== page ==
Management of dengue in Australian travellers: a retrospective multicentre analysis
The known The revised WHO guidelines (2009) are a helpful tool for managing patients with dengue, but among Australian medical practitioners there is a lack of awareness of the warning signs of severe dengue in travellers.
The new Two-fifths of Australian travellers hospitalised for dengue presented with warning signs of severe dengue. Many signs were unrecognised as such, and NSAIDs were prescribed for more than 20% of patients, exposing them to unnecessary risk.
The implications Australian clinicians should be familiar with the clinical manifestations of dengue, especially of dengue with warning signs, and with its management.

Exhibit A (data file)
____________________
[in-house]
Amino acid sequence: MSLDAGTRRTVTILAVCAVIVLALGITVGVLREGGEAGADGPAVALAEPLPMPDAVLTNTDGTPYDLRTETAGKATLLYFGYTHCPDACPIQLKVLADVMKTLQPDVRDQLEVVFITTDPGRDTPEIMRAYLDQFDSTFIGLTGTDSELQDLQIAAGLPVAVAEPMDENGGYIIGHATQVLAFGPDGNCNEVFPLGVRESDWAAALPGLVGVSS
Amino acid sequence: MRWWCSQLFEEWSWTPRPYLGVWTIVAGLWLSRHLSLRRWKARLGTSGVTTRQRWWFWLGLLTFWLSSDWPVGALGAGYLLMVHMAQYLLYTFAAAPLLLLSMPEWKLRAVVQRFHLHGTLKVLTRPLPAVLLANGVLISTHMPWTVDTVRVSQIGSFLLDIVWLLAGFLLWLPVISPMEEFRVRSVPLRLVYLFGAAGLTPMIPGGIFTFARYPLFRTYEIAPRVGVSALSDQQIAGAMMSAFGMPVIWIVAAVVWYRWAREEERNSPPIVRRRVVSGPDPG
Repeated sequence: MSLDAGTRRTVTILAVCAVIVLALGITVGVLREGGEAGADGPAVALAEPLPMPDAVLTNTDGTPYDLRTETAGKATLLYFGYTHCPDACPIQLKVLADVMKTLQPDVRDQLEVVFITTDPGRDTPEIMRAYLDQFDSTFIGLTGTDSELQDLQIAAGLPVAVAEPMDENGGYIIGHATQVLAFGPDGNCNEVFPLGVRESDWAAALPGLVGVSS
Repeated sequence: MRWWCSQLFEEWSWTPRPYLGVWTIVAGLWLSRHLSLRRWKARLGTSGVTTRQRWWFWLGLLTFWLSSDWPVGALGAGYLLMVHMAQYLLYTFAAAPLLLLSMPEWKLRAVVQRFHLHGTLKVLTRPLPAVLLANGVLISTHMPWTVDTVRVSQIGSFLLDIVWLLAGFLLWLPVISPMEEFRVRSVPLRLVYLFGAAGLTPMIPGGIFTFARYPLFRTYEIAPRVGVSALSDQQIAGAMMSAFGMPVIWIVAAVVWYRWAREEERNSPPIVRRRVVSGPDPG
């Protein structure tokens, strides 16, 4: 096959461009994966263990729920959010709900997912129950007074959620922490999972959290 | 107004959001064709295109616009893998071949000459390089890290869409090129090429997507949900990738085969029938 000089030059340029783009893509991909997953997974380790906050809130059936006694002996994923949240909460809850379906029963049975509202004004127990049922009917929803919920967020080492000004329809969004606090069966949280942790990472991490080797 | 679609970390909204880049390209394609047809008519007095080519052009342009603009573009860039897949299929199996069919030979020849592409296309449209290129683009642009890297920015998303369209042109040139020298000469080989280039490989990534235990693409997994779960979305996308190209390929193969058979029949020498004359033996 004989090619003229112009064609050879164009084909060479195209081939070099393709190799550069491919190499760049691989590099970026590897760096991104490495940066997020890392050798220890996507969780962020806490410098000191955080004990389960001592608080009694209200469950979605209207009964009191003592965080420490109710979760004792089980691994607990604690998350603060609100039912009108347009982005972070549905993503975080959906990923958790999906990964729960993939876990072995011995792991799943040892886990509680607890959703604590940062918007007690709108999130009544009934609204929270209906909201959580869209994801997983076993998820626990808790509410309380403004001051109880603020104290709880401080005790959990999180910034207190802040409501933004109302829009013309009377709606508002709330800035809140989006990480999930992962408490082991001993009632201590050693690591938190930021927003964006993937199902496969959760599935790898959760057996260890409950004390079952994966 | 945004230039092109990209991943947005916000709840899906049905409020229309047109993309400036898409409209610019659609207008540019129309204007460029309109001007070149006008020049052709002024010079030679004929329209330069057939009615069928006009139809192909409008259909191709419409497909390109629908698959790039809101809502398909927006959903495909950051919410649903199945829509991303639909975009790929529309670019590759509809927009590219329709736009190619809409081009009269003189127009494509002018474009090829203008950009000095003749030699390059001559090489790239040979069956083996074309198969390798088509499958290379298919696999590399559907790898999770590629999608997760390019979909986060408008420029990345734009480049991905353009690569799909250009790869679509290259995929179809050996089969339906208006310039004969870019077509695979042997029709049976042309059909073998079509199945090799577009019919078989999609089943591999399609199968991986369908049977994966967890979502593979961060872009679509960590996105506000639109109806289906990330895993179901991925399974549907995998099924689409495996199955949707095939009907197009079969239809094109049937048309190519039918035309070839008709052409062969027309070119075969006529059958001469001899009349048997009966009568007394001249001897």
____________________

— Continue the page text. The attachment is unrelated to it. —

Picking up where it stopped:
Dengue is a mosquito-borne disease caused by infection with one of four serotypes of the dengue virus, a member of the Flavivirus genus. An estimated 50–100 million people are infected with the dengue virus each year, and the World Health Organization has designated dengue a neglected tropical disease and major international public health problem.1,2 Paralleling the increasing numbers of major overseas outbreaks, the number of infections diagnosed in Australian travellers has increased…